THE FLOCKS AND THE CROW, a play on Aesop’s fable THE FOX AND THE CROW

crow, v. To exult, esp. over another’s misfortune; to boast exultantly. –Webster’s New College Dictionary

You have no doubt heard many devotees of Donald Trump defend their support for America’s Crowmmander-In-Chief because “he says what he thinks” — as if such a character trait trumps all else as a Presidential prerequisite. Trust me: by that standard, a few of my in-laws are characters of sufficient grandiosity and shortness of breadth to be Prez. I declare, even Adolph Hitler (had he been born/raised here) might have ridden megalomania and bombastic B.S. to the White House. If drunk with power, no less a windbag than yours truly might rise to the occasion — Lord nose it’snot unthinkable.

My problem, however, is that I’m apt to think and think again before I crow what I think to my flock (otherwise, the by-line on my posts may as well be “by misterspews” instead of “by mistermuse“). Some might call this tendency over-thinking. Some might assert that was President Obama’s hangup. If so, then this guy certainly couldn’t cut it as President:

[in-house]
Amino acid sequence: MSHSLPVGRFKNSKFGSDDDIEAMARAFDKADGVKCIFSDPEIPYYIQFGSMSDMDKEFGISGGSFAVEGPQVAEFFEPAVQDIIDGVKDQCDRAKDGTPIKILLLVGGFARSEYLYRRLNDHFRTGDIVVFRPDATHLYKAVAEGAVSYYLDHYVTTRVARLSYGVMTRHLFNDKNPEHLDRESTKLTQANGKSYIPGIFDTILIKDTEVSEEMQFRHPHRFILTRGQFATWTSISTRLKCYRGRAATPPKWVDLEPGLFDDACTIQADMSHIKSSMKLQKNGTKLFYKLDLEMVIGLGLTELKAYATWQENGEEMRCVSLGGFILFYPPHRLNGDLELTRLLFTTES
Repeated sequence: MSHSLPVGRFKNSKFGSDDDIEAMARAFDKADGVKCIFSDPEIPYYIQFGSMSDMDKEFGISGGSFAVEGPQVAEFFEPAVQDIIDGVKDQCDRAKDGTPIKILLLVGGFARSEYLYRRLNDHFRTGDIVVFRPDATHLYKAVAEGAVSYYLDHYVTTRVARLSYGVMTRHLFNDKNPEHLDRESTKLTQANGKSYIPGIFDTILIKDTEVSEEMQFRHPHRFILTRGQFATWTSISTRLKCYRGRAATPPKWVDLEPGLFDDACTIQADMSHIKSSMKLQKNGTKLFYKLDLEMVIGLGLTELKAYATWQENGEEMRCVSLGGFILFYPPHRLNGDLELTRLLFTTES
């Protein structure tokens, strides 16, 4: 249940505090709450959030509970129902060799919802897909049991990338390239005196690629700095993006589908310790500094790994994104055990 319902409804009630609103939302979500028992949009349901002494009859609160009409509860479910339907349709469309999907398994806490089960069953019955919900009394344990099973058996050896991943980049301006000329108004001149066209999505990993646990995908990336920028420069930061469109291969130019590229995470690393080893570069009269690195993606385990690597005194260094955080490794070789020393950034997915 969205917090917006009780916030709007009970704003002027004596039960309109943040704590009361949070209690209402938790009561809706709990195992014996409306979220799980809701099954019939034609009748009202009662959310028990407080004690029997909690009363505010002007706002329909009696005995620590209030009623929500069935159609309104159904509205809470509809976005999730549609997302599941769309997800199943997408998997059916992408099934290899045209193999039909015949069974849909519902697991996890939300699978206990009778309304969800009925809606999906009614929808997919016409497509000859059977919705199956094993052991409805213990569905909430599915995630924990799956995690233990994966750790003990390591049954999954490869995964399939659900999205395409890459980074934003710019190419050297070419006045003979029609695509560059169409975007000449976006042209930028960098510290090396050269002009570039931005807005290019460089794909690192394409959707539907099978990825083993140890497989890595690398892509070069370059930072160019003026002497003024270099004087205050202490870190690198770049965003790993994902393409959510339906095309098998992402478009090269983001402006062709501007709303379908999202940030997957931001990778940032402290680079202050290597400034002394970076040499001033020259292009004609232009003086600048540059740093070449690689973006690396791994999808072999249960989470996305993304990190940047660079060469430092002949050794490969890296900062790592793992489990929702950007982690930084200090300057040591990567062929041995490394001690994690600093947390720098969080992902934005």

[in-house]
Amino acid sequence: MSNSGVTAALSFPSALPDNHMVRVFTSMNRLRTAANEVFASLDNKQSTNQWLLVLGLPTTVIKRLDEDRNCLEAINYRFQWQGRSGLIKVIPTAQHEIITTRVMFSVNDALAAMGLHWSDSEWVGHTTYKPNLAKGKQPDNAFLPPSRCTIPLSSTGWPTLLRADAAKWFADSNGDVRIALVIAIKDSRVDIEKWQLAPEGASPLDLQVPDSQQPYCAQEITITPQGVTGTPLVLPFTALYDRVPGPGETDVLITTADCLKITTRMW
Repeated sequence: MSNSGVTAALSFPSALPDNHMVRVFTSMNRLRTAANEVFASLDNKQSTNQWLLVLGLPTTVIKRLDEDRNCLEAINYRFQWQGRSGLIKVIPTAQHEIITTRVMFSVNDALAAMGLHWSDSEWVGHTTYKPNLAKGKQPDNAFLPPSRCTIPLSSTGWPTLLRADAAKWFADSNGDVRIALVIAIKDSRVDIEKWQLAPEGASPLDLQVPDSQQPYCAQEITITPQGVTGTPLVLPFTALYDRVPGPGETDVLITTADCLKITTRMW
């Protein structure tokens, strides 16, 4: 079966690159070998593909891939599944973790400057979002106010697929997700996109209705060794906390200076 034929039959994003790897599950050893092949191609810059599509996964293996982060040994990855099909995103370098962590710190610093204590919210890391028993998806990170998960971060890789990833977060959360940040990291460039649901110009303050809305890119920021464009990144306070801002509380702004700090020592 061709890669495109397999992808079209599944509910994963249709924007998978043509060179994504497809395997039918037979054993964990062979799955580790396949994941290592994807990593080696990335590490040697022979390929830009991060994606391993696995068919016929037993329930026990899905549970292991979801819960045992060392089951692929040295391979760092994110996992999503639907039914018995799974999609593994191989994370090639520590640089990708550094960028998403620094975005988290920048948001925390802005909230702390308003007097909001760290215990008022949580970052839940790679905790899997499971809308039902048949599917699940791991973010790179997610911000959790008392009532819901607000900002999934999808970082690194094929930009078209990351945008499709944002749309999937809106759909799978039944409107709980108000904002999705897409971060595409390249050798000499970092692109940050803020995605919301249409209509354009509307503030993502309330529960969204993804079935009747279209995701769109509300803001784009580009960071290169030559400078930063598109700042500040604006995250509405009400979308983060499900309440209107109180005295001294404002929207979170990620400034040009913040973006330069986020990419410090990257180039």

The Thinker by Rodin

The Thinker by Rodin

Well, then, shouldn’t we be seeking the fabled middle ground between extremes: under-thinking and over-thinking? But that smacks of compromise, and we certainly can’t have that.

What to do, what to do. Surely there must be a way to get ALL of what we want, if we’re foxy enough:

Any questions?

Any doubts?

Any rags?

BELIEVE IT, BELOVED

If you’ve ever experienced watching something happen that you found hard to believe was happening — like the shock of seeing the World Trade Center’s Twin Towers burn and collapse as one plane, then another, exploded into them on 9/11 — you get the idea of what many felt watching voting results unfold on election night into the wee hours of 11/9.